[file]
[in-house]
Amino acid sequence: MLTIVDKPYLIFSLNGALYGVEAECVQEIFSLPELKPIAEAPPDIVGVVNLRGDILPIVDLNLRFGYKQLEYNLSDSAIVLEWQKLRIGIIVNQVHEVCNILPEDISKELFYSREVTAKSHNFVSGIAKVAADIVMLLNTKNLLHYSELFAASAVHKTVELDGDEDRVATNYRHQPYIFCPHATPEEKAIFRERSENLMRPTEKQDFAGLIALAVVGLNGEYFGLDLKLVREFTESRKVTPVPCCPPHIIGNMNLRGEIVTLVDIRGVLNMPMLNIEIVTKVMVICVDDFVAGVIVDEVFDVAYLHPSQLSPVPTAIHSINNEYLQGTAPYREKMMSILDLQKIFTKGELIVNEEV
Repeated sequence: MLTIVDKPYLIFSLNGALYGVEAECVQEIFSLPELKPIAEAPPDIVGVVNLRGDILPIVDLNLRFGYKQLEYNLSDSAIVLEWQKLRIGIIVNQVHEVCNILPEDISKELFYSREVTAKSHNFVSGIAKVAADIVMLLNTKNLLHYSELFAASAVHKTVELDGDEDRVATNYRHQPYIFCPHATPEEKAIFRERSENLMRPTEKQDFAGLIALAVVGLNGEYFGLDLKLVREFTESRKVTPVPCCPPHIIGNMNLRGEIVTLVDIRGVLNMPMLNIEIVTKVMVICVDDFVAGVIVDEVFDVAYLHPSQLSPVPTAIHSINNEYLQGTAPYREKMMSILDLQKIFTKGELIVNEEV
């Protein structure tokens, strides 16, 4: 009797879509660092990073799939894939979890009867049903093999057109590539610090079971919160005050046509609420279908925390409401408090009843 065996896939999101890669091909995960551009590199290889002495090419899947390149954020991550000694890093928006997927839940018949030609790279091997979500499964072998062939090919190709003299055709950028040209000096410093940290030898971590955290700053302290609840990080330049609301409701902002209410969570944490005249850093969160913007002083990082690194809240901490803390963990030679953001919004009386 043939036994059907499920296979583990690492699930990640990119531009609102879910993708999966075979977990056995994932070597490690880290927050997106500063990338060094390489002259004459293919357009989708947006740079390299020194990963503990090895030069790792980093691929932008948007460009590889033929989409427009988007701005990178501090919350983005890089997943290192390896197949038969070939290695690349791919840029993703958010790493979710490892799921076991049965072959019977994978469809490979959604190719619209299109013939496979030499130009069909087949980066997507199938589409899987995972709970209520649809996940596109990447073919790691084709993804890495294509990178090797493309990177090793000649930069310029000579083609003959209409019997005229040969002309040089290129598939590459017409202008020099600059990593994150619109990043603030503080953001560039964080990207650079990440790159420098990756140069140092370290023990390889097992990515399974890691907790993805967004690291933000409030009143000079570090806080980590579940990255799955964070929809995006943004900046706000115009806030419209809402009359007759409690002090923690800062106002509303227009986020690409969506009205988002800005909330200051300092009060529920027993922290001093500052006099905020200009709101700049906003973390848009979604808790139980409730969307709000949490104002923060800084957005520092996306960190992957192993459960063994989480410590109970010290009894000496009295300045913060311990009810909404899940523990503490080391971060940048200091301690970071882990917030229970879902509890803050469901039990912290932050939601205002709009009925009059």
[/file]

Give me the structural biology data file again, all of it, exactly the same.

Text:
[in-house]
Amino acid sequence: MLTIVDKPYLIFSLNGALYGVEAECVQEIFSLPELKPIAEAPPDIVGVVNLRGDILPIVDLNLRFGYKQLEYNLSDSAIVLEWQKLRIGIIVNQVHEVCNILPEDISKELFYSREVTAKSHNFVSGIAKVAADIVMLLNTKNLLHYSELFAASAVHKTVELDGDEDRVATNYRHQPYIFCPHATPEEKAIFRERSENLMRPTEKQDFAGLIALAVVGLNGEYFGLDLKLVREFTESRKVTPVPCCPPHIIGNMNLRGEIVTLVDIRGVLNMPMLNIEIVTKVMVICVDDFVAGVIVDEVFDVAYLHPSQLSPVPTAIHSINNEYLQGTAPYREKMMSILDLQKIFTKGELIVNEEV
Repeated sequence: MLTIVDKPYLIFSLNGALYGVEAECVQEIFSLPELKPIAEAPPDIVGVVNLRGDILPIVDLNLRFGYKQLEYNLSDSAIVLEWQKLRIGIIVNQVHEVCNILPEDISKELFYSREVTAKSHNFVSGIAKVAADIVMLLNTKNLLHYSELFAASAVHKTVELDGDEDRVATNYRHQPYIFCPHATPEEKAIFRERSENLMRPTEKQDFAGLIALAVVGLNGEYFGLDLKLVREFTESRKVTPVPCCPPHIIGNMNLRGEIVTLVDIRGVLNMPMLNIEIVTKVMVICVDDFVAGVIVDEVFDVAYLHPSQLSPVPTAIHSINNEYLQGTAPYREKMMSILDLQKIFTKGELIVNEEV
């Protein structure tokens, strides 16, 4: 009797879509660092990073799939894939979890009867049903093999057109590539610090079971919160005050046509609420279908925390409401408090009843 065996896939999101890669091909995960551009590199290889002495090419899947390149954020991550000694890093928006997927839940018949030609790279091997979500499964072998062939090919190709003299055709950028040209000096410093940290030898971590955290700053302290609840990080330049609301409701902002209410969570944490005249850093969160913007002083990082690194809240901490803390963990030679953001919004009386 043939036994059907499920296979583990690492699930990640990119531009609102879910993708999966075979977990056995994932070597490690880290927050997106500063990338060094390489002259004459293919357009989708947006740079390299020194990963503990090895030069790792980093691929932008948007460009590889033929989409427009988007701005990178501090919350983005890089997943290192390896197949038969070939290695690349791919840029993703958010790493979710490892799921076991049965072959019977994978469809490979959604190719619209299109013939496979030499130009069909087949980066997507199938589409899987995972709970209520649809996940596109990447073919790691084709993804890495294509990178090797493309990177090793000649930069310029000579083609003959209409019997005229040969002309040089290129598939590459017409202008020099600059990593994150619109990043603030503080953001560039964080990207650079990440790159420098990756140069140092370290023990390889097992990515399974890691907790993805967004690291933000409030009143000079570090806080980590579940990255799955964070929809995006943004900046706000115009806030419209809402009359007759409690002090923690800062106002509303227009986020690409969506009205988002800005909330200051300092009060529920027993922290001093500052006099905020200009709101700049906003973390848009979604808790139980409730969307709000949490104002923060800084957005520092996306960190992957192993459960063994989480410590109970010290009894000496009295300045913060311990009810909404899940523990503490080391971060940048200091301690970071882990917030229970879902509890803050469901039990912290932050939601205002709009009925009059």